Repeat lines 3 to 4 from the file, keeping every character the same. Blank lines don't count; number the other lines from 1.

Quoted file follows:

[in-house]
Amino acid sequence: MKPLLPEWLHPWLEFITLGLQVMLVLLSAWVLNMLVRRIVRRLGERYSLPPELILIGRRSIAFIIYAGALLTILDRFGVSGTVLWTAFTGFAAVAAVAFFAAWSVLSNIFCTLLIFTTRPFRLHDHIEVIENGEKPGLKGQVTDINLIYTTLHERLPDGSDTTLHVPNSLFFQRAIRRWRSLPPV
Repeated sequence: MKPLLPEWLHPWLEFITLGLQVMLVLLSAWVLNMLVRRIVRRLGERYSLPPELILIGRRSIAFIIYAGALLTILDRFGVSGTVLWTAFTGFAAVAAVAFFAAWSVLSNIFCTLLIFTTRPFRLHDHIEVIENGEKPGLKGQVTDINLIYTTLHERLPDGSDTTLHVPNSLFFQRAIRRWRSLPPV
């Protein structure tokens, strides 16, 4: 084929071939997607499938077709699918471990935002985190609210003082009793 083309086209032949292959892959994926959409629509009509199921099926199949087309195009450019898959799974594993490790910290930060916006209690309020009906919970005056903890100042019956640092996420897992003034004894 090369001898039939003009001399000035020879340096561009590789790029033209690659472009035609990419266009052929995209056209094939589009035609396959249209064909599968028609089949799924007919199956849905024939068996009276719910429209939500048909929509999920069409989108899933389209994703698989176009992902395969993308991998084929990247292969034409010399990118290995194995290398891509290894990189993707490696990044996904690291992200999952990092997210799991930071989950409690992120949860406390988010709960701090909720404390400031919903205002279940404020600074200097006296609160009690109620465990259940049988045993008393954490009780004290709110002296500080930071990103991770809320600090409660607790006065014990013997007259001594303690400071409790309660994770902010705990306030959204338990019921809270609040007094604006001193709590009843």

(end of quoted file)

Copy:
Repeated sequence: MKPLLPEWLHPWLEFITLGLQVMLVLLSAWVLNMLVRRIVRRLGERYSLPPELILIGRRSIAFIIYAGALLTILDRFGVSGTVLWTAFTGFAAVAAVAFFAAWSVLSNIFCTLLIFTTRPFRLHDHIEVIENGEKPGLKGQVTDINLIYTTLHERLPDGSDTTLHVPNSLFFQRAIRRWRSLPPV
């Protein structure tokens, strides 16, 4: 084929071939997607499938077709699918471990935002985190609210003082009793 083309086209032949292959892959994926959409629509009509199921099926199949087309195009450019898959799974594993490790910290930060916006209690309020009906919970005056903890100042019956640092996420897992003034004894 090369001898039939003009001399000035020879340096561009590789790029033209690659472009035609990419266009052929995209056209094939589009035609396959249209064909599968028609089949799924007919199956849905024939068996009276719910429209939500048909929509999920069409989108899933389209994703698989176009992902395969993308991998084929990247292969034409010399990118290995194995290398891509290894990189993707490696990044996904690291992200999952990092997210799991930071989950409690992120949860406390988010709960701090909720404390400031919903205002279940404020600074200097006296609160009690109620465990259940049988045993008393954490009780004290709110002296500080930071990103991770809320600090409660607790006065014990013997007259001594303690400071409790309660994770902010705990306030959204338990019921809270609040007094604006001193709590009843």